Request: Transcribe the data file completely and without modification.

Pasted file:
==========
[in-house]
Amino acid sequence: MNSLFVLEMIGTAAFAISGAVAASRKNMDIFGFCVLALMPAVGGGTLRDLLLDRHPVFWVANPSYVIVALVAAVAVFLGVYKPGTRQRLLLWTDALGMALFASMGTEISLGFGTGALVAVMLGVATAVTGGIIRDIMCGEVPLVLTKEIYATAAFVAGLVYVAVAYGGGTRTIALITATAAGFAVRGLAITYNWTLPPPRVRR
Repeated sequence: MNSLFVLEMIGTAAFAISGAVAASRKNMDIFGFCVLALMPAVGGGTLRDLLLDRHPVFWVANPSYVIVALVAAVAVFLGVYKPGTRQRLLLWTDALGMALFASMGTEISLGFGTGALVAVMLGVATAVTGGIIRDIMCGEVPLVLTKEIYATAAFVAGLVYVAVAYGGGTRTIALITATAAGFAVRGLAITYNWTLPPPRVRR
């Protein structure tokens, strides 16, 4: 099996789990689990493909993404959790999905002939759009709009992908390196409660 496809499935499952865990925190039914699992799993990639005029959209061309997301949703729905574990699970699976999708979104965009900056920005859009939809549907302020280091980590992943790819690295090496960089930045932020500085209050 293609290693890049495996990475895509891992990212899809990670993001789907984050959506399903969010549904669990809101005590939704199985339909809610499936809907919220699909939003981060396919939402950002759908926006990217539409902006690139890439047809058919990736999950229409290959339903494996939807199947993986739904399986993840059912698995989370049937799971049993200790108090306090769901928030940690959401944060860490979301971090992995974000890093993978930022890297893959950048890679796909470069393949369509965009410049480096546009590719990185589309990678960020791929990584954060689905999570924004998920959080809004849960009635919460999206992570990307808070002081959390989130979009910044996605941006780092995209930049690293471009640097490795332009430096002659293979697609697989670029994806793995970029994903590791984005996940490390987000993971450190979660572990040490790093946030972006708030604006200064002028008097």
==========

[in-house]
Amino acid sequence: MNSLFVLEMIGTAAFAISGAVAASRKNMDIFGFCVLALMPAVGGGTLRDLLLDRHPVFWVANPSYVIVALVAAVAVFLGVYKPGTRQRLLLWTDALGMALFASMGTEISLGFGTGALVAVMLGVATAVTGGIIRDIMCGEVPLVLTKEIYATAAFVAGLVYVAVAYGGGTRTIALITATAAGFAVRGLAITYNWTLPPPRVRR
Repeated sequence: MNSLFVLEMIGTAAFAISGAVAASRKNMDIFGFCVLALMPAVGGGTLRDLLLDRHPVFWVANPSYVIVALVAAVAVFLGVYKPGTRQRLLLWTDALGMALFASMGTEISLGFGTGALVAVMLGVATAVTGGIIRDIMCGEVPLVLTKEIYATAAFVAGLVYVAVAYGGGTRTIALITATAAGFAVRGLAITYNWTLPPPRVRR
């Protein structure tokens, strides 16, 4: 099996789990689990493909993404959790999905002939759009709009992908390196409660 496809499935499952865990925190039914699992799993990639005029959209061309997301949703729905574990699970699976999708979104965009900056920005859009939809549907302020280091980590992943790819690295090496960089930045932020500085209050 293609290693890049495996990475895509891992990212899809990670993001789907984050959506399903969010549904669990809101005590939704199985339909809610499936809907919220699909939003981060396919939402950002759908926006990217539409902006690139890439047809058919990736999950229409290959339903494996939807199947993986739904399986993840059912698995989370049937799971049993200790108090306090769901928030940690959401944060860490979301971090992995974000890093993978930022890297893959950048890679796909470069393949369509965009410049480096546009590719990185589309990678960020791929990584954060689905999570924004998920959080809004849960009635919460999206992570990307808070002081959390989130979009910044996605941006780092995209930049690293471009640097490795332009430096002659293979697609697989670029994806793995970029994903590791984005996940490390987000993971450190979660572990040490790093946030972006708030604006200064002028008097």